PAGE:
At the same time, we do not ignore the suffering of the Jews throughout history. It is time to bring all this suffering to an end.

Just as Israel must meet its responsibilities, we, the Palestinians, will fulfill our obligations for this endeavor to succeed. We are ready to do our part.

Let me be very clear: There will be no military solution to this conflict, so we repeat our renunciation, a renunciation of terror against the Israelis wherever they might be. Such methods are inconsistent with our religious and moral traditions and are dangerous obstacles to the achievement of an independent, sovereign state we seek. These methods also conflict with the kinds of state we wish to build, based on human rights and the rule of law.

We will exert all of our efforts, using all our resources to end the militarization of the intifada, and we will succeed. The armed intifada must end, and we must use and resort to peaceful means in our quest to end the occupation and the suffering of Palestinians and Israelis. And to establish the Palestinian state, we emphasize our determination to implement our pledges which we have made for our people and the international community. And that is a rule of law, single political authority, weapons only in the hands of those who are in charge with upholding the law and order, and political diversity within the framework of democracy.

Our goal is clear and we will implement it firmly and without compromise: a complete end to violence and terrorism. And we will be full partners in the international war against occupation and terrorism. And we will call upon our partners in this war to prevent financial and military assistance to those who oppose this position. We do this as a part of our commitment to the interest of the Palestinian people, and as members of the large family of humanity.

We will also act vigorously against incitement and violence and hatred, whatever their form or forum may be. We will take measures to ensure that there is no incitement -- from Palestinian institutions. We must also reactivate and invigorate the U.S.-Palestinian-Israeli Anti-Incitement Committee. We will continue our work to establish the rule of law and to consolidate government authority in accountable Palestinian institutions. We seek to build the kind of democratic state that will be a qualitative addition to the international community.

All the PA security forces will be part of these efforts, and will work together toward the achievement of these goals. Our national future is at stake, and no one will be allowed to jeopardize it.

We are committed to these steps because they are in our national interest. In order to succeed, there must be a clear improvement in the lives of Palestinians. Palestinians must live in dignity. Palestinians must be able to move, go to their jobs and schools, visit their families, and conduct a normal life. Palestinians must not be afraid for their lives, property, or livelihood.

We welcome and stress the need for the assistance of the international community and, in particular, the Arab states, to help us. And we also welcome and stress the need for a U.S.-led monitoring mechanism.

Together, we can achieve the goal of an independent Palestinian state, sovereign, viable, in the framework of good neighbors with all states in the region, including Israel. Thank you very much. (Applause.)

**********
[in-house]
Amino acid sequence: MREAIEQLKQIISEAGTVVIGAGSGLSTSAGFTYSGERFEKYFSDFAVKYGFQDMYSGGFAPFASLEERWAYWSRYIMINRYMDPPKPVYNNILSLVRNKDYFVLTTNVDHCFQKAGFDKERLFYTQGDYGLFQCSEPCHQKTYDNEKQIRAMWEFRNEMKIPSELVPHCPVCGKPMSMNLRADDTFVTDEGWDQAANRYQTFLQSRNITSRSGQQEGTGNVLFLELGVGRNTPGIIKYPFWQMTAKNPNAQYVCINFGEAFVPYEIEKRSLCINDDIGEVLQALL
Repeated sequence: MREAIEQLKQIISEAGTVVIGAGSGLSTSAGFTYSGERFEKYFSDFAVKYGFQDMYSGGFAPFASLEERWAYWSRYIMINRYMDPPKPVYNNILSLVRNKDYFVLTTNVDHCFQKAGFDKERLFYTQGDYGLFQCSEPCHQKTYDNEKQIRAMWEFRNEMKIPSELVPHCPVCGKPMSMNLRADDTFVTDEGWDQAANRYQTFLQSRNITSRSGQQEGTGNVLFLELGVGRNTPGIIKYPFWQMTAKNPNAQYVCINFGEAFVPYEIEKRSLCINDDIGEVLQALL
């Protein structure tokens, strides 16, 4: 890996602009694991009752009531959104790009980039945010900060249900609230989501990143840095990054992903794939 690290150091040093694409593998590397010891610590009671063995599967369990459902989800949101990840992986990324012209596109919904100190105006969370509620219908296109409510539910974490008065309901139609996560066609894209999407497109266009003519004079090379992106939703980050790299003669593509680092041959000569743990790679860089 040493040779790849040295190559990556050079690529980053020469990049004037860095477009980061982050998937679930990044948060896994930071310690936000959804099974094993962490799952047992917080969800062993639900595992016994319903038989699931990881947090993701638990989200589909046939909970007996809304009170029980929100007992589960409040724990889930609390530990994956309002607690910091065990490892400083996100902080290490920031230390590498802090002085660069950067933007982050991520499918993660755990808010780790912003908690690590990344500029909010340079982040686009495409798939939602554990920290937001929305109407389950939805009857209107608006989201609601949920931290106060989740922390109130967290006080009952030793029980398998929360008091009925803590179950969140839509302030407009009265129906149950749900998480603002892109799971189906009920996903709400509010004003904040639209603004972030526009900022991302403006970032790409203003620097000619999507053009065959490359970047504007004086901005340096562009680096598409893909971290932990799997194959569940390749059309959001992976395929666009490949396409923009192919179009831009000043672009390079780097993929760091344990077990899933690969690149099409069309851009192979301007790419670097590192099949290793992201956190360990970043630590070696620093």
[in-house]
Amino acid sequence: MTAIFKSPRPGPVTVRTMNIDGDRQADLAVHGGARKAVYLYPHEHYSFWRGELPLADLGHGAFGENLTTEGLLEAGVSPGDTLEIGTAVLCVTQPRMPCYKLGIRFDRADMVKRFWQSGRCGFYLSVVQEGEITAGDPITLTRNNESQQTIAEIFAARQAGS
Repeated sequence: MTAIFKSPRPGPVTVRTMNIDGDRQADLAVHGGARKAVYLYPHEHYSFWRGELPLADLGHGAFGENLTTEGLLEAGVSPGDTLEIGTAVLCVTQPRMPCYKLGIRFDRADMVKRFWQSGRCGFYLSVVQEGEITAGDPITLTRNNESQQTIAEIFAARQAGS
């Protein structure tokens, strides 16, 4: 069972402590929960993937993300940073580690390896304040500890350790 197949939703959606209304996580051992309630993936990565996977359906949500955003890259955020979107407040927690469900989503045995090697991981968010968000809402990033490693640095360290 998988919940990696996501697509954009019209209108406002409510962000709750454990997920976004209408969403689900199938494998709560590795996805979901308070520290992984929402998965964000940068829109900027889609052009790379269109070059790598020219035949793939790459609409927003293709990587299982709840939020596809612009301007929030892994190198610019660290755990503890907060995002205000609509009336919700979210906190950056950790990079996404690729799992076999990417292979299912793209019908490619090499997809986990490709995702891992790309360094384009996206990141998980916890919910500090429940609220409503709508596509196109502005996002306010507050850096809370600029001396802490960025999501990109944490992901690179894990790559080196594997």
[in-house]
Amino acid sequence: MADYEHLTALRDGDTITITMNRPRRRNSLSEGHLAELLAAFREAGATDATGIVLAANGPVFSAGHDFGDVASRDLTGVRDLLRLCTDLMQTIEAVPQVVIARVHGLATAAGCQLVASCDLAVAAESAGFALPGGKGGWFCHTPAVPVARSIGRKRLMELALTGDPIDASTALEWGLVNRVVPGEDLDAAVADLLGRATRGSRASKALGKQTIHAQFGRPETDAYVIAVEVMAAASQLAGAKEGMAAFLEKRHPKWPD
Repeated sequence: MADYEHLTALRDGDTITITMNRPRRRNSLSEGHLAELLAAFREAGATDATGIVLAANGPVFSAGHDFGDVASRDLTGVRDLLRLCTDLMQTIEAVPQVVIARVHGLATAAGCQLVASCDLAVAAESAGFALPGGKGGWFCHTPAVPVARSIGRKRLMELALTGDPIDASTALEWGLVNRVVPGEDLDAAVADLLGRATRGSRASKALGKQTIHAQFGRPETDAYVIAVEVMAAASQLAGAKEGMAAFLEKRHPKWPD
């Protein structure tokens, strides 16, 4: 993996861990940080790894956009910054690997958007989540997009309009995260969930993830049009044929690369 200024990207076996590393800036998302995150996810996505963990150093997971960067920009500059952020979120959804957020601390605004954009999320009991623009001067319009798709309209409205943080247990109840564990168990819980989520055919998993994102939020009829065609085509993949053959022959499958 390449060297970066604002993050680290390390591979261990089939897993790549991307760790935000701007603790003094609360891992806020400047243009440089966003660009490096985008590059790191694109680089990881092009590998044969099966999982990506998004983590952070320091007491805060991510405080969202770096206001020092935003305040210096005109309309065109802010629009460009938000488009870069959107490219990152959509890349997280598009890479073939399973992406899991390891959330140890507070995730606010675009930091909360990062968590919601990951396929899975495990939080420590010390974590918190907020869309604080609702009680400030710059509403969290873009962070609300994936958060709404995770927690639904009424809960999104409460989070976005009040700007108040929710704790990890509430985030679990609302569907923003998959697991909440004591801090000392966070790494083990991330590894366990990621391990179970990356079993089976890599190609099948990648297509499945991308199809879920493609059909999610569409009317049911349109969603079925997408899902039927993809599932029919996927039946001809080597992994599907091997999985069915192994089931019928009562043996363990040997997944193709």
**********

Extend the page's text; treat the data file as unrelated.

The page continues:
PRIME MINISTER SHARON: Thank you. I would like to thank His Majesty King Abdullah for having this meeting, and express Israel's appreciation to President Bush for coming here to be with Prime Minister Abbas and me. Thank you.

As the Prime Minister of Israel, the land which is the cradle of the Jewish people, my paramount responsibility is the security of the people of Israel and of the state of Israel. There can be no compromise with terror. And Israel, together with all free nations, will continue fighting terrorism until its final defeat.

Ultimately, permanent security requires peace, and permanent peace can only be obtained through security. And there is now hope of a new opportunity for peace between Israelis and Palestinians.

Israel, like others, has lent its strong support for President Bush's vision expressed on June 24, 2002, of two states, Israel and a Palestinian state, living side-by-side in peace and security. The government and people of Israel welcome the opportunity to renew direct negotiations according to the steps of the road map as adopted by the Israeli government to achieve this vision.

It is in Israel's interest not to govern the Palestinians, but for the Palestinians to govern themselves in their own state. A democratic Palestinian state, fully at peace with Israel, will promote the long-term security and well-being of Israel as a Jewish state.

There can be no peace, however, without the abandonment and elimination of terrorism, violence and incitement. We will work alongside Palestinians and other states to fight terrorism, violence and incitement of all kinds. As all parties perform their obligations, we will seek to restore normal Palestinian life, improve the humanitarian situation, rebuild trust and promote progress, follow the President's vision. We will act in a manner that respects the dignity, as well as the human rights of all people.

We can also reassure our Palestinian partners that we understand the importance of territorial contiguity in the West Bank for a viable Palestinian state. Israeli policy in the territories that are subject to direct negotiations with the Palestinians will reflect this fact. We accept the principle that no unilateral actions by any party can prejudge the outcome of our negotiations.

In regard to the unauthorized outposts, I want to reiterate that Israel is a society governed by the rule of law. Thus, we will immediately begin to remove unauthorized outposts.

Israel seeks peace with all its Arab neighbors. Israel is prepared to negotiate in good faith wherever there are partners. As normal relations are established, I am confident that they will find in Israel a neighbor and a people committed to comprehensive peace and prosperity for all the peoples of the region.